Sucheta Dalal :Good intervention bad intervention
Sucheta Dalal

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Good intervention, bad intervention  

Mar 12, 2007

 Less than six months ago, leading media houses were lionising India’s “original reformers” for their foresight in kicking off the economic liberalisation process in 1991-92. Since the original team was back in the saddle even as India’s GDP growth touched 9%, it was a great opportunity to score brownie points. A few months later, political reality in the form of electoral losses has collided with free-market idealism, and the cheerleaders suddenly claim to be ‘shocked’. In fact, history is merely repeating itself. Last time, this very team had to put reforms into cold storage as elections approached. Liquidity was sucked out of the system and industry was brought to its knees as interest rates spiralled, demand fell and the economy slowed down. Infrastructure development made no headway and the electricity sector was badly messed up to accommodate the infamous Enron (and it remains as much of a mess today); precious little was done about ‘sadak’ (roads) and ‘paani’ (water) either. Increasing ‘user charges’ was the popular rhetoric those days and policy was framed in the belief that Indians would cough up usurious tolls and tariffs to pay for inflated infrastructure projects.

We mistakenly believed it was different this time because considerable progress has been made in the last 15 years. But little has changed at the very core. Policies are dictated by vested interests and framed by ministers and bureaucrats who are usually too arrogant to bother with market feedback. This is not a Congress party affliction, but held just as true for the BJP-led National Democratic Alliance.

A decade after P Chidambaram’s ‘Dream Budget’, the market seems stupefied at his ill-conceived excise duty structure for cement. Apparently, the government found it unnecessary to check how industry would react to such a move. The subsequent arm-twisting of industry was hardly unexpected, but cement manufacturers’ defiant rhetoric on Budget day was indeed surprising. The zig-zag movement of cement company shares since February 28 has several cynical observers wondering if there is more to the drama played out on the stock market than meets the eye. It certainly provided a perfect opportunity for informed traders to make easy money. The pressure on steel manufacturers to hold prices is a piece with the action in cement, but it is unlikely that there will be any investigation into what led to this. 

The other point of post-Budget agitation was the decision to ban futures trading in rice and wheat, in addition to urad and channa. The seeds of turmoil were in fact sowed by the BJP-led regime that flaunted its closeness to the trader community. It probably explains the rush to restart futures trading in a slew of agri-commodities after a 40-year hiatus without bothering with adequate checks and balances. Automated multi-commodity bourses, without an independent and empowered regulator is meaningless. Permitting futures trading without the necessary education or linkages to ensure that benefits percolate to the farmers (making warehousing receipts negotiable is one such issue) was clearly dangerous. Yet, 23 regional bourses for spot trading were also allowed to expand without proper automation and supervision; local ‘mandis’ where spot price discovery happens remain in a state of neglect and agricultural marketing boards have not been revamped. Shockingly, a World Bank-Unctad study titled ‘Managing Price Risks in India’s Liberalised Agriculture: Can Futures Markets Help?’ had already warned that futures trading in rice, wheat and sugar would be “non-viable” in India without a change in certain market ground rules.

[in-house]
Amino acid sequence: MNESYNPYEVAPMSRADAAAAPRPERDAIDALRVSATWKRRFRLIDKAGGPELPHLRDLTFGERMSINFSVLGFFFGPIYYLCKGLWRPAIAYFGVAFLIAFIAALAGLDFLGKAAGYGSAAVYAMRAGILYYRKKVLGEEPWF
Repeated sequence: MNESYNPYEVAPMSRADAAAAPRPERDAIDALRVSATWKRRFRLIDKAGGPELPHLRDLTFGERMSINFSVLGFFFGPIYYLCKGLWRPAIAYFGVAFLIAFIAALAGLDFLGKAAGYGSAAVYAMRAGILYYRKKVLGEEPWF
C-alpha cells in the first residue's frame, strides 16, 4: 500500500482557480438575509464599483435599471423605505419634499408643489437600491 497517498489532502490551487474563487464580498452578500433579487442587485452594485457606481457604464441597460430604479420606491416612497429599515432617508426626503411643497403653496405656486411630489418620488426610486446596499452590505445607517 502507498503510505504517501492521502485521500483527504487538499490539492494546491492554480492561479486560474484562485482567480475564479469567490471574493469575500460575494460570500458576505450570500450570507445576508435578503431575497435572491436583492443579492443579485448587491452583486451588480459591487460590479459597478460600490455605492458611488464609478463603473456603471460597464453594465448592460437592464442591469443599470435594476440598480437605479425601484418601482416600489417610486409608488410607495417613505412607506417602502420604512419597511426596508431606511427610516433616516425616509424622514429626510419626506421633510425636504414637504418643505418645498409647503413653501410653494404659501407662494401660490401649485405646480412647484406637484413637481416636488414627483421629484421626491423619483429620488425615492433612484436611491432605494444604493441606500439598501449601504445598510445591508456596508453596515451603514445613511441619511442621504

The booming realty sector is another that seems ripe for hamhanded corrective intervention. The business is crying for uniform regulation governing multiple aspects
In a democracy, managing public sentiment is key to political survival and there is a clear public perception that hoarding is responsible for the price spiral in food grain. Since food prices have indeed cooled a bit after the ban, it is all the more difficult to argue that rising prices were merely an outcome of demand-supply issues and little else. Interestingly, free-market proponents who happily heap derision on the government for the commodity futures ban are relatively sanguine about the absence of a powerful regulator. 

The booming realty sector is another that seems ripe for hamhanded corrective intervention. The business is crying for uniform, nationwide regulation governing land acquisition, registration, documentation, construction and rules for valuing and verifying landbanks. Realty companies have been allowed to raise several thousand crore of rupees from the capital market based on self-valuation of their projects.

An independent realty regulator is long overdue, but the powerful builder lobby, which usually provides a cover for unaccounted political money, has ensured it remains untouched. It is safe to bet that there will be a rush to regulate realty if a sharp correction in prices leads to widespread defaults by over-leveraged investors.

The same is true of our FDI policies. Consider how the issue of Hutch telecom’s Indian ownership has blown up only after a powerful industry group decided to squeal. Until then, the government was looking the other way. The flouting of absurd FDI rules by routing a part of the foreign shareholding through Indian front companies is hardly a secret. But investigations are launched either at the behest of corporate rivals or to put headstrong industrialists in place.

All these warts are an integral part of India’s reform process. Smart stock market operators realise this, which is why they trade on inside information from the very top.

-- Sucheta Dalal